I’ve always enjoyed online shopping, but COVID-19 has put us in some uncharted economic waters that are difficult for many and has limited much of Canada’s non-essential shopping to the internet. Should we be cyber-spending right now? Canadians are still buying, just differently than they did before. Being physically distant has impacted how much we’re spending, what we’re buying and why.
Shopping in survival mode
According to Steve Bridge, an advice-only Certified Financial Planner with Money Coaches Canada in Vancouver, BC, most people have cut spending back to necessities. Bridge explains: “Extra-curricular activities, eating out, entertainment and events have all been cancelled.” As well, caution and the conditions of physical distancing have Canadians holding back on making most big-ticket purchases, he says. It’s difficult to buy and sell houses, RVs or vehicles while physically distancing, and Canadians prefer a stable economy before investing in costly items—and “nobody knows how long this will last, or what the economy will look like after the pandemic.”
Many have no choice but to preserve cash flow in survival mode simply to pay for essentials and are struggling to get by, while others, like healthcare workers, have no time to spend money.
At the same time, Toronto’s Jessica Moorhouse, an accredited personal financial counsellor, says she’s noticed some Canadians are shopping online for things to treat themselves in an attempt to ease frustration and boredom. “Those who are privileged to still have their full income haven’t changed a lot in how much they spend; just where they spend it.” she says.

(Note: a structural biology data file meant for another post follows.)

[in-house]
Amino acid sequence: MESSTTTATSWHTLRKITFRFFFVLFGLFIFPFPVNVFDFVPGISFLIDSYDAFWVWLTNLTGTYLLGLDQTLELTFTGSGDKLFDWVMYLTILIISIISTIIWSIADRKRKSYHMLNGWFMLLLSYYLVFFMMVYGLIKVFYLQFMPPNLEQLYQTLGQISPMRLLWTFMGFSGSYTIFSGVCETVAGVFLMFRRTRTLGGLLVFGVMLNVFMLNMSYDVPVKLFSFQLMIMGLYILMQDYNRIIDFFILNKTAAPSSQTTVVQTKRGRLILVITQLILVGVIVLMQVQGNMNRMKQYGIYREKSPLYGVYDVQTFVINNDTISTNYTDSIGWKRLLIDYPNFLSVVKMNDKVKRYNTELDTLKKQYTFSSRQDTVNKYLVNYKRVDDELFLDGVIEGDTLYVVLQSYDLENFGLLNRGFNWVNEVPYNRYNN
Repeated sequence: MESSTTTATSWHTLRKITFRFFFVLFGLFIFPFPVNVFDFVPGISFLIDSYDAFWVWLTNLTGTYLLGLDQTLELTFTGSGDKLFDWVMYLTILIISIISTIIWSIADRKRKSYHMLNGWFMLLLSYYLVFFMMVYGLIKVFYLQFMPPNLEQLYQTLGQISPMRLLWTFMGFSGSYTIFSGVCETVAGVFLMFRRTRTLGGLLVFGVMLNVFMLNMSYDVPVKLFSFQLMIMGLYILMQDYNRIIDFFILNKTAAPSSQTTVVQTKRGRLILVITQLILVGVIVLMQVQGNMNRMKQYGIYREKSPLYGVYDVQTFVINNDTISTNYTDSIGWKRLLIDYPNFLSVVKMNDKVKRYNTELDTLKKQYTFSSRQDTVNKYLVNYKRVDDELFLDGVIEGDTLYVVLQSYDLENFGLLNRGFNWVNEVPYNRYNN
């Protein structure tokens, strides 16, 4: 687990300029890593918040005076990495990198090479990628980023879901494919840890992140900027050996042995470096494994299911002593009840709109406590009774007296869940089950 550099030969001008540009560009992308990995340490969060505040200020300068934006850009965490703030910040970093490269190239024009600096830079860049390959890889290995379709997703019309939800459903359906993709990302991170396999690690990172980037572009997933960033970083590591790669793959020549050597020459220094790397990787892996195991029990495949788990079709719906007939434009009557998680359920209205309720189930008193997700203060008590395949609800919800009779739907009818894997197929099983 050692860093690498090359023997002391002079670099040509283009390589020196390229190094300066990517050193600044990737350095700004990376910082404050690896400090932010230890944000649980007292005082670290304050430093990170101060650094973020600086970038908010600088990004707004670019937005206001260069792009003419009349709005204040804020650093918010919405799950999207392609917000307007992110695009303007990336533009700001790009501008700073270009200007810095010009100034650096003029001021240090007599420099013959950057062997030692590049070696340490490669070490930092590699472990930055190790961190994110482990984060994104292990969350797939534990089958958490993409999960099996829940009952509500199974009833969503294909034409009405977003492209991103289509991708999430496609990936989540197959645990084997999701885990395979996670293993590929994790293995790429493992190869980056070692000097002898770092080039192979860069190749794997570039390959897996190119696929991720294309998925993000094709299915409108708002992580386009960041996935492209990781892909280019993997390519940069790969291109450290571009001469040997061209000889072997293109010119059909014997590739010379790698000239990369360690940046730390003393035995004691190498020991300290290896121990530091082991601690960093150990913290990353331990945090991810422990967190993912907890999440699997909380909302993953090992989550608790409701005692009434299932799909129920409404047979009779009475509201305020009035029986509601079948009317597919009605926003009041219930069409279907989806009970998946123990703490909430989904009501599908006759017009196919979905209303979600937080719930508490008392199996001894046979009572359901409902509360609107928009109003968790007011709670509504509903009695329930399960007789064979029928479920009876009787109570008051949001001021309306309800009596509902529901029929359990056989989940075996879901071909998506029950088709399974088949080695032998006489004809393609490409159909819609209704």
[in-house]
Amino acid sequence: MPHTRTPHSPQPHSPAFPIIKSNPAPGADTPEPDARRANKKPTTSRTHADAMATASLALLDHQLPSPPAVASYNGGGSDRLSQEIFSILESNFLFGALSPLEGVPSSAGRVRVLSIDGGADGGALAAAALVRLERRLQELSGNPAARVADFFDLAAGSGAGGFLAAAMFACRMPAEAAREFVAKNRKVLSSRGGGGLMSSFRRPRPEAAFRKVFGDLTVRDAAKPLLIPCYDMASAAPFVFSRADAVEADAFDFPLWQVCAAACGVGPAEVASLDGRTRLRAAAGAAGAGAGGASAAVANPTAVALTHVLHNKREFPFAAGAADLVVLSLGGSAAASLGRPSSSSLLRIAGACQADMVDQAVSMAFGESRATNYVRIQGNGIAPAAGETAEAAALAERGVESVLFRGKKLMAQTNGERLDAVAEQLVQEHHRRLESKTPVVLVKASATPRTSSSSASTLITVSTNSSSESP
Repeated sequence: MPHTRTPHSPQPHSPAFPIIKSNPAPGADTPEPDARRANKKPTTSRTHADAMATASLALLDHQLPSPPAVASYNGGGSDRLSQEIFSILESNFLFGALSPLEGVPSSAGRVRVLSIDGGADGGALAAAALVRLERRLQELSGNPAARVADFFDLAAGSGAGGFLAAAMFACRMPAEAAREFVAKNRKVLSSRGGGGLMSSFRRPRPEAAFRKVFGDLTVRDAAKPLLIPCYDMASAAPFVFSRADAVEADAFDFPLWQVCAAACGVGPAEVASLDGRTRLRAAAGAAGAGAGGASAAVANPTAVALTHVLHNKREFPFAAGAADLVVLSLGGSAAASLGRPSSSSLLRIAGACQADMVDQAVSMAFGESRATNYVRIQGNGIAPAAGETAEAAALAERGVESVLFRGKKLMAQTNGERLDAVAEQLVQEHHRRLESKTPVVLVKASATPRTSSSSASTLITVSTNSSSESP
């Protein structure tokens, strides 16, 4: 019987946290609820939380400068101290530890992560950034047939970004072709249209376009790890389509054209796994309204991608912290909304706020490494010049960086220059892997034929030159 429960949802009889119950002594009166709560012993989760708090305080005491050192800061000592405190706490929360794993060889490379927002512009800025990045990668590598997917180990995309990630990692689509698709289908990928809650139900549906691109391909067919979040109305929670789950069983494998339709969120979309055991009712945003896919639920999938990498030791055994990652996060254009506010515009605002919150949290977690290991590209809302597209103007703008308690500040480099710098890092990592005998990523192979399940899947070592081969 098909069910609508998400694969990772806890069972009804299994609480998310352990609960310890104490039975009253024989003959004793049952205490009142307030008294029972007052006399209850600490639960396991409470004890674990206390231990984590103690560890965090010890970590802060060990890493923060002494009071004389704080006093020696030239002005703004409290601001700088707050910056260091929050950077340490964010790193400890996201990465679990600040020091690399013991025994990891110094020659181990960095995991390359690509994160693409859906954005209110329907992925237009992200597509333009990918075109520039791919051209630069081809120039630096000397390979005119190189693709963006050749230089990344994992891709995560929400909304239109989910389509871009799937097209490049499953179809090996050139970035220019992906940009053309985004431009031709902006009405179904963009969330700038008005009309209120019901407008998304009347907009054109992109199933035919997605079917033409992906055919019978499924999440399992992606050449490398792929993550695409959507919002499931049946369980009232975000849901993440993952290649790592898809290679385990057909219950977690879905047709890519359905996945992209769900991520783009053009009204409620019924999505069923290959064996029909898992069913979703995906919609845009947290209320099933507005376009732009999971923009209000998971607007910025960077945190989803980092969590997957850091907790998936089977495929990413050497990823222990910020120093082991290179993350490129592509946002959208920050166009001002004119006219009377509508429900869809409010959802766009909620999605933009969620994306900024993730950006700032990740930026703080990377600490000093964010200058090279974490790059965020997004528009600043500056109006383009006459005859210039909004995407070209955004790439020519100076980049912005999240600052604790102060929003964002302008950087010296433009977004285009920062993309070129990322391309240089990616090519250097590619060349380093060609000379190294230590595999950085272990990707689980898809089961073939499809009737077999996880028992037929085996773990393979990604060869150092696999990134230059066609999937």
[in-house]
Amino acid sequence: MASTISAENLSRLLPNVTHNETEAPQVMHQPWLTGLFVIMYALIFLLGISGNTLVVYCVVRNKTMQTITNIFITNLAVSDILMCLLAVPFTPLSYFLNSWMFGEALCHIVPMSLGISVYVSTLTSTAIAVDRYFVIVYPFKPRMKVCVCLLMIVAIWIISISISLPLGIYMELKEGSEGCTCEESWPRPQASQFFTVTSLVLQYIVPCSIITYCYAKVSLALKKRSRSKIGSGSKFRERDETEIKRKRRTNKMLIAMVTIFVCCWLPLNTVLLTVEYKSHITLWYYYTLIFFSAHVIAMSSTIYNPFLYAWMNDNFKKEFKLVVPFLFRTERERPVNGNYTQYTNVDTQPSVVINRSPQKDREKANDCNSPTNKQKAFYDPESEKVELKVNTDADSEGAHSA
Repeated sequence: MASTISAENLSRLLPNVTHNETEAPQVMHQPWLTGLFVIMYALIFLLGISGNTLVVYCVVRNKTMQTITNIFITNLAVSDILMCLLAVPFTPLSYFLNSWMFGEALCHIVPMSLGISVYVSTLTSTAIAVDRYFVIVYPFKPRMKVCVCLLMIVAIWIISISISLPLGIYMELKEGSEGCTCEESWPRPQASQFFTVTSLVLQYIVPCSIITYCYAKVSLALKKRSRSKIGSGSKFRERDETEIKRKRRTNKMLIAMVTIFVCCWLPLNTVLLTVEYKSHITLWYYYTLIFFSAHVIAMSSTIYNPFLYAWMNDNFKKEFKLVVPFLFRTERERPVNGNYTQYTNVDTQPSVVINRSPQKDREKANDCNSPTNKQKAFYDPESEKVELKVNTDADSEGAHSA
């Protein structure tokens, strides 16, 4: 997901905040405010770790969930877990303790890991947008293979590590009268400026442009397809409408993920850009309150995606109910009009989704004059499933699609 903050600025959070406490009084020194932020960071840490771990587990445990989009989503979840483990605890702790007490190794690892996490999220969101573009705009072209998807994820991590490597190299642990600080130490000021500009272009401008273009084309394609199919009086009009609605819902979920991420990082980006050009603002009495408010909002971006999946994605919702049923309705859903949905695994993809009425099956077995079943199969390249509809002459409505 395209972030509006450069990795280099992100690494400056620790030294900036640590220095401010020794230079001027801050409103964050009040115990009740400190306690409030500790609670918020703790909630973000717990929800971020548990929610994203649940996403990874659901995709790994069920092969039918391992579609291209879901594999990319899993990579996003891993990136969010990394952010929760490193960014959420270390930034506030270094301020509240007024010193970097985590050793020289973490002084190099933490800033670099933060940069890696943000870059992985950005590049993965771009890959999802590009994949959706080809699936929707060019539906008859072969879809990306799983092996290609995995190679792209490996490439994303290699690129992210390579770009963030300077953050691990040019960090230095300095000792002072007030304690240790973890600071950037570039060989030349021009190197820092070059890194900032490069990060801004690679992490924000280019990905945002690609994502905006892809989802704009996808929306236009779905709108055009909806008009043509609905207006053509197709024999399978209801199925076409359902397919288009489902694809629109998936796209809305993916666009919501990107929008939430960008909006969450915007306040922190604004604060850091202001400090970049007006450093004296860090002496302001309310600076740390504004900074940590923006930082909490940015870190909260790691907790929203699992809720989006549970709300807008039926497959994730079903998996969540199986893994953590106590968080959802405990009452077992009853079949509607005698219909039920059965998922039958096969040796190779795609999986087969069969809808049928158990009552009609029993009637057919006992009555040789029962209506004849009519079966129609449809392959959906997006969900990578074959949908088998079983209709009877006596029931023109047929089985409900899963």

What are people spending on right now? Moorhouse says restaurant take-out and meal kits aren’t being bought as often as before Coronavirus. She’s seeing more money going towards self-care (including psychotherapy), home décor to beautify our surroundings, and kitchen items for the increase in cooking and baking at home. Moorhouse also reveals her work on clients’ budgets surprisingly doesn’t show a big increase in grocery bills. She rationalizes we’re stocking up each time we buy essentials, which can feel more expensive than frequent trips to the store for only a few items.
Bridge has noticed an increase in buying gear for outdoor activities, especially bicycles and the cost to get them serviced or tuned; small home improvement materials; gardening items; and, of course, alcohol. He also points out an increase in buying online entertainment, like streaming movies, online gaming and even some gambling.
“We’ve recently bought an above-ground pool and a propane fire pit for outdoor family time,” says Kyla Cornish of Cranbrook, B.C., who agrees with the financial pros’ assessments. Like a lot of parents, she says her online shopping is focused on keeping her two kids entertained at home now and through the summer.
In Toronto, Heather Jones took to the Internet to purchase some inexpensive arts and crafts supplies for herself. “Tracking the package gives me something to look forward to, and completing the craft gives me a feeling of accomplishment,” she says.